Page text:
Debbie Bridge – Voiceover/Actor/Singer

Accents – lets talk it out!

Being an expat actor in the UK, I’ve learnt to play to my strengths.  So for me that looks like, I go with what comes easiest and hailing from North America I do what I do best and that is the standard American accent.  Can I do other accents?  Of course!  Some people are better at this than others, what I mean is a small group can pick them up quickly, most are like me – when trained they can learn anything and then there is a small group again who just don’t do accents other than their own.  All have had careers in the entertainment industry.

Foreign Accents

Foreign Accents

My general motto is there’s no point in competing with those from the UK, so I generally don’t unless I think I can do it from when I walk in the door.

Casting people, in my experience, make snap judgements, so I’d rather do my job well in the accent of my choice than do it OK and it really isn’t showing my best – auditions are about showing our best.  It’s a bit like speed dating, they know in the 1st few minutes whether you want to take this conversation any further…

I work with accent coaches when I can.  They aren’t there to fix everything, but they are there to make sure that key words or phrases are set in place, so any minor slips don’t matter when you’ve got a really good over gist.  I’ve seen this a lot when we go back and forth over the Atlantic – British accents in America aren’t as British as the real thing and American accents in the UK aren’t as American sounding as they are in America.  This is down to the audience, in my mind, sometimes the accents are too strong for these markets to understand, so they aren’t always so clean, but there is an exception when accents need to be the ‘real deal’ or forget it.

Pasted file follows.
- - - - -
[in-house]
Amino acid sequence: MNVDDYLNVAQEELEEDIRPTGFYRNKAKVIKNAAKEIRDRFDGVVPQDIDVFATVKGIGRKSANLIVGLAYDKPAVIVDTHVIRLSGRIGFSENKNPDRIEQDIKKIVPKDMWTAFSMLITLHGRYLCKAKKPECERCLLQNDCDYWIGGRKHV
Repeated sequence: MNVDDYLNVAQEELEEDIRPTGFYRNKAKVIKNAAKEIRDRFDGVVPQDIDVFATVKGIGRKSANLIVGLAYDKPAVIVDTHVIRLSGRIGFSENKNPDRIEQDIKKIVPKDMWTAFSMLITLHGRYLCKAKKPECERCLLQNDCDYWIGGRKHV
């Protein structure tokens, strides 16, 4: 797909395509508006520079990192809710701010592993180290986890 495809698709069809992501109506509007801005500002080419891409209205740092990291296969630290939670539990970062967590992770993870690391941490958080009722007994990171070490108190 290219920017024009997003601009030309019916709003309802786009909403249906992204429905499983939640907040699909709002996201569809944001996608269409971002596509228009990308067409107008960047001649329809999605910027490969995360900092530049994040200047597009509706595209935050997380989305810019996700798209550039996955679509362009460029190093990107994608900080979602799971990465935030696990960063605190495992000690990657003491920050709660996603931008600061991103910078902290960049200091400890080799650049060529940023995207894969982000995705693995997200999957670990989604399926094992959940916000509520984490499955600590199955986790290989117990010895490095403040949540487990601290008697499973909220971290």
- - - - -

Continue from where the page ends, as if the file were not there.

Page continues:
Play to your strengths, we aren't all Sean Connery - at least, not yet!

Play to your strengths, we aren’t all Sean Connery – at least, not yet!

These times are when a casting breakdown says so, there is no point and you don’t win brownie points for showing how well you can do a foreign accent if they are wanting a native speaker.  This is why I don’t often go for the UK accents, they can get someone better than me and with a lot less effort.  Now there are those out there who can do accents very well, but please bear in mind, these people are rare and you do not do yourself any favours showing up to castings where it’s quite clear to everyone, but you that you don’t fit the accent.  Personally, I just wouldn’t want to run the risk of getting on the wrong side of casting people, as their time is important and I wouldn’t appreciate it if someone hadn’t done their homework well enough, so I don’t wish to do that to others.

To be honest, I’ve got a lot of roles despite having a foreign accent because they like my work and are willing to be flexible with the role I’ve auditioned for.  Sometimes, I’ve even been able to test out my RP accent in productions and its been very flattering when I get to do that, as I feel that’s a real risk for the director.

So my overall point – play to your strengths, if they like you, they will hire you or remember you because of you, not because you show off your versatility.  The audition is your face to shine, so make it as easy as possible for you to do that and get the job 1st, then show them what you can do with your versatility.

How to find accent coaches?

  • contact your local Equity branch – they often have a list of people
  • ask other actors
  • for American accents – contact American Actors UK – they have a list of North American coaches based in the UK
  • join actor Facebook pages like BAN and ask if all else fails on these sorts of pages

What’s your experience?  Share below!

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